[health-vn] Study links formaldehyde to more common cancers
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Fri May 15 00:54:29 EST 2009
Study links formaldehyde to more common cancers
Avoiding controversial chemicals at the supermarket could be a daunting task,
the report says. None of the baby bath products tested in the Campaign for Safe
Cosmetics' new report list formldehyde and 1,4-dioxane on their labels, since
they're formed as manufacturuing byproducts and aren't added intentionally.
The group says consumers can look out for ingredients that are likely to contain
either of the chemicals, though, including: peg-100 stearate, sodium laureth
sulfate, polyethylene and ceteareth-20, quaternium-15, DMDM hydantoin,
imidazolidinyl urea, diazolidinyl urea and sodium hydroxymethoylglycinate.
Liz Szabo, USA TODAY
By Liz Szabo, USA TODAY
New research raises additional concerns about the harmful effects of
formaldehyde, a common chemical found in everything from plywood to nail polish,
car exhaust and cigarette smoke.
Formaldehyde has long been linked to rare tumors of the nasopharynx, which
includes the back of the throat, which affect about 2,000 Americans a year,
according to the American Cancer Society.
KIDS: Formaldehyde found in 23 of 28 tested bath products
The new study — the largest to date on workplace exposures — provides further
evidence linking formaldehyde with cancers of the blood and lymphatic system.
These cancers are far more common, affecting nearly 140,000 Americans a year.
In the study, scientists from the National Cancer Institute followed 25,000
workers for a median of 42 years, estimating the amount of formaldehyde to which
each person was exposed on the job. Among other things, scientists compared
workers' "peak" exposures to formaldehyde, or the greatest single dose they
might encounter at one time.
FIND MORE STORIES IN: Louisiana | Federal Emergency Management Agency |
Elizabeth | Gulf Coast of the United States | United States National Academy of
Workers with the highest peak exposures were 37% more likely to die from any
blood or lymphatic cancer, and 78% more likely to die from myeloid leukemia — a
cancer of the white blood cells — compared to those with lowest levels,
according to the study, published online today in the Journal of the National
Highly exposed workers also were nearly four times more likely to die of Hodgkin
lymphoma, which affects immune cells, the study shows. This study is the first
to link a chemical with an increased risk of death from Hodgkin lymphoma,
according to the NCI.
The overall risk of death from these cancers was relatively low, causing only
319 of the 14,000 deaths during the study, says author Laura Beane Freeman, an
More than 2 million Americans are exposed to formaldehyde in the workplace, the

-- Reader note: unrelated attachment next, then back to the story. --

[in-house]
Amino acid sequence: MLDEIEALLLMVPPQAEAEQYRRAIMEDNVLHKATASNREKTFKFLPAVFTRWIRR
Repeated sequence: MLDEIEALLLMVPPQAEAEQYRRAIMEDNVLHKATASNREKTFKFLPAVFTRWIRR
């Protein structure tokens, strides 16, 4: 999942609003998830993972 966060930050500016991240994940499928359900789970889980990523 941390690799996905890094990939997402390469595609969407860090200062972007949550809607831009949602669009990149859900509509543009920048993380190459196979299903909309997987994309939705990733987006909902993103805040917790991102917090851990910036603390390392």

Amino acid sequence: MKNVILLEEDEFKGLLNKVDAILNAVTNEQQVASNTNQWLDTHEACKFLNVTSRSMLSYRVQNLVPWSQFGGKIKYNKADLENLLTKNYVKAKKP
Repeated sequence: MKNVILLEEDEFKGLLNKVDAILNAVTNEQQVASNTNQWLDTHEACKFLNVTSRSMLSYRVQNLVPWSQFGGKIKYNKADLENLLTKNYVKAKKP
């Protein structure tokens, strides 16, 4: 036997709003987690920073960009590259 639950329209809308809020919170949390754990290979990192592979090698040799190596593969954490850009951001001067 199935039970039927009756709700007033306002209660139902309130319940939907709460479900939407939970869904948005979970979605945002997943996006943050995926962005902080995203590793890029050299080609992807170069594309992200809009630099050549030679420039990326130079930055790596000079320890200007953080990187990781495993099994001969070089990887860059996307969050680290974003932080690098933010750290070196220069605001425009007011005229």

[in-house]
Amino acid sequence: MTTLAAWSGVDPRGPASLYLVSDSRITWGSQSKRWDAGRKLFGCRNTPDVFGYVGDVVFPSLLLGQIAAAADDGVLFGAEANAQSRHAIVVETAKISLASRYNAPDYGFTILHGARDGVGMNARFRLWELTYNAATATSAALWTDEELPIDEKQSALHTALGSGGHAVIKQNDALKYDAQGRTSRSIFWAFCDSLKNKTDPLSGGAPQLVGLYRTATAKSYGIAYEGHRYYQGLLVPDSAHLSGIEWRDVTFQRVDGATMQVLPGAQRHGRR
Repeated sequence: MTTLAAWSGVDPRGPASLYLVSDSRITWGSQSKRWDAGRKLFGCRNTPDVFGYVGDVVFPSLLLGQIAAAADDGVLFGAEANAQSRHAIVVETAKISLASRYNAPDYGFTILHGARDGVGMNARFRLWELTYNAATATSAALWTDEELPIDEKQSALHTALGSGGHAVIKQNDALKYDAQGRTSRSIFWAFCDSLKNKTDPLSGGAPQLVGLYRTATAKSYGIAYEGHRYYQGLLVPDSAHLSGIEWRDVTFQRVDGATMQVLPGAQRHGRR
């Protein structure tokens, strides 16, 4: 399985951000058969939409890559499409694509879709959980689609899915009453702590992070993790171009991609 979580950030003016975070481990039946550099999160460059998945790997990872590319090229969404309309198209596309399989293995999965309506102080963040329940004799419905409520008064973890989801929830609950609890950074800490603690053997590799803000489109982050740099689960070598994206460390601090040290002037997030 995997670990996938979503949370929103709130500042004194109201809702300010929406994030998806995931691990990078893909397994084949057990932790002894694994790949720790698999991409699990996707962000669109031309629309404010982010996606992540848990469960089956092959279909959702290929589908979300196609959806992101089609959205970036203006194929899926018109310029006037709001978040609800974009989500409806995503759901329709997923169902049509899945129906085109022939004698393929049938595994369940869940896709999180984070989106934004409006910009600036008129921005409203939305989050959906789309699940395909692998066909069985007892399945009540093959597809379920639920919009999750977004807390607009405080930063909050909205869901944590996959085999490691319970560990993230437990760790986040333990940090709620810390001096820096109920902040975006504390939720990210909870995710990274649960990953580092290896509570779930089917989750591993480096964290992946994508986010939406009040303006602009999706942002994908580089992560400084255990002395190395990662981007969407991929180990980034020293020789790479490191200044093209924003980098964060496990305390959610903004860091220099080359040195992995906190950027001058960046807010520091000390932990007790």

Freeman says her study doesn't allow her to estimate the risk of formaldehyde
exposure to the general public.
But the cancer society's Elizabeth Ward notes that exposure to formaldehyde,
which can seep out of wood and other products to pollute indoor air, is
Dangerously high formaldehyde levels have been found in trailers provided by the
Federal Emergency Management Agency to Gulf Coast residents displaced by
Hurricane Katrina. A March report from the Campaign for Safe Cosmetics, an
environmental advocacy group, also found formaldehyde in more than 80% of bath
and shampoos tested.
The Environmental Protection Agency listed formaldehyde as a "probable human
carcinogen" in 1987. In 2004, the International Agency for Research on Cancer
went further, classifying formaldehyde as a "known human carcinogen" based
partly on research suggesting a link to leukemia.
The study's authors acknowledge that they don't know the mechanism by which
formaldehyde might cause leukemia. Authors do note, though, that people exposed
to formaldehyde have higher rates of chromosome abnormalities in their
lymphocytes, a type of white blood cell that fights infection.
A spokesman for the Formaldehyde Council, an industry group, noted that the
study is not considered definitive and has several limitations.
In a statement, the Formaldehyde Council said the National Academies of
Sciences, which advises the government, should launch a thorough study of the
chemical's safety. The council added that formaldehyde doesn't pose a risk to
the general public: "Knowledgeable scientists familiar with the vast research
database on formaldehyde agree that at the low levels of the chemical to which
people are normally exposed, either through internal or external sources, there is
essentially no risk."
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